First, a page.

If you currently have an ARM loan, you might wonder if you should refinance into a fixed-rate loan so you don’t have to worry about the rates changing.
Unfortunately, it’s not a one-size-fits-all answer. You must determine what factors play a role in your decision. For example, with interest rates continually increasing, you may want to decide if you should refinance and, if so, may want to do so soon.
Can you Refinance an Adjustable-Rate Loan?
The short answer to can you refinance an adjustable-rate loan is ‘yes.’ The longer answer is that it depends on your qualifying factors.
There isn’t anything preventing you from refinancing an ARM. For example, there usually isn’t a prepayment penalty, nor do you have to keep the loan for a certain amount of time. Like any mortgage, you can refinance an ARM when you qualify.
The bigger question is, should you refinance?
How to Decide if you Should Refinance your ARM into a Fixed-Rate Loan
Because each homeowner has different circumstances, it’s important to know how to decide if you should refinance into a fixed-rate loan.
Here are some questions to ask yourself.
Am I Staying in this Home for a While?
First, decide how long you plan to stay in the home. If you’re thinking about moving soon, refinancing doesn’t make sense. You’ll pay closing costs when you refinance. If you stay in the home, you can recoup the costs with the savings you incur without an adjustable rate. If you move before you recoup the costs, you’re better off keeping the ARM.
So how do you decide?
Figure out how much you’ll save if you refinance. The monthly savings are the difference between your current and new payments. If your rate hasn’t adjusted yet, figure out what it might adjust to using today’s terms and calculate the savings.
Next, determine the total closing costs. You pay these costs to close the loan, including underwriting, processing, appraisal, and escrow fees.
Divide the closing costs by your monthly savings; the result is the number of months it would take to break even.
For example, if a new loan would save you $125 a month, and you pay $3,000 in closing costs, it would take 24 months or two years to break even.
Refinancing doesn’t make sense if you don’t plan on staying in the home for much longer than the break-even period.
Do I Have a High Enough Credit Score to Qualify?
Next, determine if you have the credit to qualify to refinance. You might find options to refinance with any credit score, but it might not make financial sense.
The higher your credit score, the better rate, and terms lenders can offer. Ideally, you should have credit scores around 700+, but you can find decent rates with credit scores of 660 or higher too.
If you don’t have good enough credit, consider taking the time to fix it before trying to refinance your home.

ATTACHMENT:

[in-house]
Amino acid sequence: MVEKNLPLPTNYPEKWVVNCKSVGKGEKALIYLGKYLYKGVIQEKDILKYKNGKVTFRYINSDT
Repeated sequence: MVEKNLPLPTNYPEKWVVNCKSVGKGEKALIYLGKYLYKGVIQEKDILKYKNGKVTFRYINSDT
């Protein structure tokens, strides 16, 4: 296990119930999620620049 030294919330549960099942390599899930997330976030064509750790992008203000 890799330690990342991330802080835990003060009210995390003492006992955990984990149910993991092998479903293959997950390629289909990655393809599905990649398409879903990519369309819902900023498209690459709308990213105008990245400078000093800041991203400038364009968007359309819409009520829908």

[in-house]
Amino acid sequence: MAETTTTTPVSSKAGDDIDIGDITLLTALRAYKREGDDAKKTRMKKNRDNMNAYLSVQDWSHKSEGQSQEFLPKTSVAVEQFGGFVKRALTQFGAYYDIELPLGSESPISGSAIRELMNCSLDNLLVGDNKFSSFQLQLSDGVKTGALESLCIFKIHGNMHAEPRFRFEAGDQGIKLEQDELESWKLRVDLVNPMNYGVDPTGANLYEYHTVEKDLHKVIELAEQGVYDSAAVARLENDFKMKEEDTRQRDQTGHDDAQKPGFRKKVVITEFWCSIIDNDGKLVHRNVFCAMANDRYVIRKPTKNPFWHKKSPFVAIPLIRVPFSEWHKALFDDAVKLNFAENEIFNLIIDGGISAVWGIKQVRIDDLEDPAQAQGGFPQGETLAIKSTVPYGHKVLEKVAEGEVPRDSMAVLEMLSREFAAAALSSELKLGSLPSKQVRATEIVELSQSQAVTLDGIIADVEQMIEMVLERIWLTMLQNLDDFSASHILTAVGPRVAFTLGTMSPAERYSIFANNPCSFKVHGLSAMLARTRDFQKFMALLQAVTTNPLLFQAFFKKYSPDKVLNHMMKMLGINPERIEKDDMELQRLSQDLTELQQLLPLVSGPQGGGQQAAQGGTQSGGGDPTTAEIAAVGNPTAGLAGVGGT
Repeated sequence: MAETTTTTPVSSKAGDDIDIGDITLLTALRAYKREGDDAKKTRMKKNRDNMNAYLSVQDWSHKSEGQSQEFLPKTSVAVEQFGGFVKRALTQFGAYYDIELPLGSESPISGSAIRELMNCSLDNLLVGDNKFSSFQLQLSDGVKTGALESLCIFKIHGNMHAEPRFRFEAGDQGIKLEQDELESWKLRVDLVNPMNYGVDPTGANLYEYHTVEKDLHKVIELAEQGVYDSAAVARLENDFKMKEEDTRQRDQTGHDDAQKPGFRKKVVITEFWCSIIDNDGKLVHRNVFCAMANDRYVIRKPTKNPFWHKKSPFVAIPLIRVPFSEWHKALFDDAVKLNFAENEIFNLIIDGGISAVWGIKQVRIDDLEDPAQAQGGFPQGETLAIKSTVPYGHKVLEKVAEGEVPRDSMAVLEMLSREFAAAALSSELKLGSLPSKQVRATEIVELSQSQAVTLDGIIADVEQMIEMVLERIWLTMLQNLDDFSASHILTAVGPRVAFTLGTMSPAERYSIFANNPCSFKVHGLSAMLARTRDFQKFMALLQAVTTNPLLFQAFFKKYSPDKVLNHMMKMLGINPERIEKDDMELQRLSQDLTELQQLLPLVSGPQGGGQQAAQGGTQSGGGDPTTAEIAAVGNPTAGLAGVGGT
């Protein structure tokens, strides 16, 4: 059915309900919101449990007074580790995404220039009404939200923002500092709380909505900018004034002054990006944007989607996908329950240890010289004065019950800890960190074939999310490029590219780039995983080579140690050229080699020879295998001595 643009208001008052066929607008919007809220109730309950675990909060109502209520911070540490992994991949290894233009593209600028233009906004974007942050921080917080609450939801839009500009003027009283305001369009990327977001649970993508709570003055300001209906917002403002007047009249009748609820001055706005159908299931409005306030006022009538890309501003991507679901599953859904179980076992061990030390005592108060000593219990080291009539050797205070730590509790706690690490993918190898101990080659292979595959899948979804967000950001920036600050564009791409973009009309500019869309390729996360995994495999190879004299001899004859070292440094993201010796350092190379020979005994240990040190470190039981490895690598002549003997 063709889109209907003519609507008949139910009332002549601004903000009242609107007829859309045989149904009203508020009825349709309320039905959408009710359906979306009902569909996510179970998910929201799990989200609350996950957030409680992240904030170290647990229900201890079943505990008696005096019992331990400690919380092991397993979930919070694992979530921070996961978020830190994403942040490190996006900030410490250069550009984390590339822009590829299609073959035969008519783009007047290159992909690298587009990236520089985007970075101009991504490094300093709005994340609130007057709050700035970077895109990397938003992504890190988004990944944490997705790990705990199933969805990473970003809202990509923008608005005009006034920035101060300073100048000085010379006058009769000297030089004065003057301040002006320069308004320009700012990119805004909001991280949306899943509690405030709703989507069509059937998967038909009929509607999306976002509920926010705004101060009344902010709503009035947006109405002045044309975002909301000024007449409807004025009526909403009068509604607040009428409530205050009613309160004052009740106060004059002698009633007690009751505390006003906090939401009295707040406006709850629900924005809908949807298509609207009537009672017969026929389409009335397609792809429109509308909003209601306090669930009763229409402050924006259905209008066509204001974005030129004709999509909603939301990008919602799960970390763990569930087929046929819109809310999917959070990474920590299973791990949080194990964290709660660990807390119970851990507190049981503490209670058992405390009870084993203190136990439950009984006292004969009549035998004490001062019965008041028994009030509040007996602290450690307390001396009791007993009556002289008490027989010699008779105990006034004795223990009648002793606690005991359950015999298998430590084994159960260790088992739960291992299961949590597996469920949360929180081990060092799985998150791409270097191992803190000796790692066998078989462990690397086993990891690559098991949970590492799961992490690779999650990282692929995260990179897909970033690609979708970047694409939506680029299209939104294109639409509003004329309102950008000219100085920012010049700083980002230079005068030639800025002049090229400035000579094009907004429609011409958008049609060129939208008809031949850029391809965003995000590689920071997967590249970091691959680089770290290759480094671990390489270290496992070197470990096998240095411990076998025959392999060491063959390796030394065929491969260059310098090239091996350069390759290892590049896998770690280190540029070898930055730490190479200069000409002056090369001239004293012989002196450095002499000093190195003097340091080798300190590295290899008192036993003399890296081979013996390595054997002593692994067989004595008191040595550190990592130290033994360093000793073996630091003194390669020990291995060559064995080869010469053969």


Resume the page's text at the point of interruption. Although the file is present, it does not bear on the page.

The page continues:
Do I Need Payment Stability?
Before you refinance your ARM to a fixed-rate mortgage, ask yourself if you need payment stability. Does the risk of a varying interest rate make it difficult for you to budget or even afford the loan?
Some homeowners do better with a fixed payment they can expect each month without any unpleasant surprises. However, others don’t mind taking the variable rate risk if it means they’ll pay lower rates for certain months, mostly during the initial fixed-rate period of their loan.
The Advantages of a Fixed-Rate Loan
When you wonder if should you refinance your ARM into a fixed-rate mortgage, you should consider the advantages of a fixed-rate loan.
- Predictable payments – You don’t have to worry about your payment fluctuating with a fixed-rate loan. Your principal and interest payments remain the same for the entire term. If they adjust, the only part of your payment that could change is your real estate taxes or homeowner’s insurance.
- Easier to pay the mortgage off early – If you plan to pay your mortgage off early, a fixed-rate mortgage is easier to make it happen. You know your required monthly payment and can budget extra payments without worrying about increasing interest rates.
- Easier to save for other goals – Saving for other goals can be hard when you can’t budget for a steady mortgage. However, a fixed-rate loan has a constant payment, so you always know how much money you have available for other investments, such as retirement savings.
Alternatives to Refinancing an ARM
You aren’t required to refinance your arm into a fixed-rate mortgage. You can also refinance into another ARM.
This may sound odd if you’re trying to get rid of an ARM, but taking on a new ARM resets the fixed-rate period. Say, for example, you refinance into a 5-year ARM. You’ll have a fixed rate for another five years.
Keep in mind that this resets your amortization and could add time to your loan. Since ARM loans have 30-year terms, you’re starting over again. Say, for example, you paid on your current loan for five years and then refinanced into another 30-year term. You’ll add five years to how long it takes to pay your loan in full.
But, you always have the option to pay your loan off early. If you make extra monthly, annual, or lump sum payments, you can pay your loan off and save thousands in interest.
So should you refinance your ARM into a fixed-rate mortgage? It depends on your circumstances. Some borrowers benefit from refinancing, but others are better off keeping their ARM. Look at the big picture and decide which makes the most financial sense for you.
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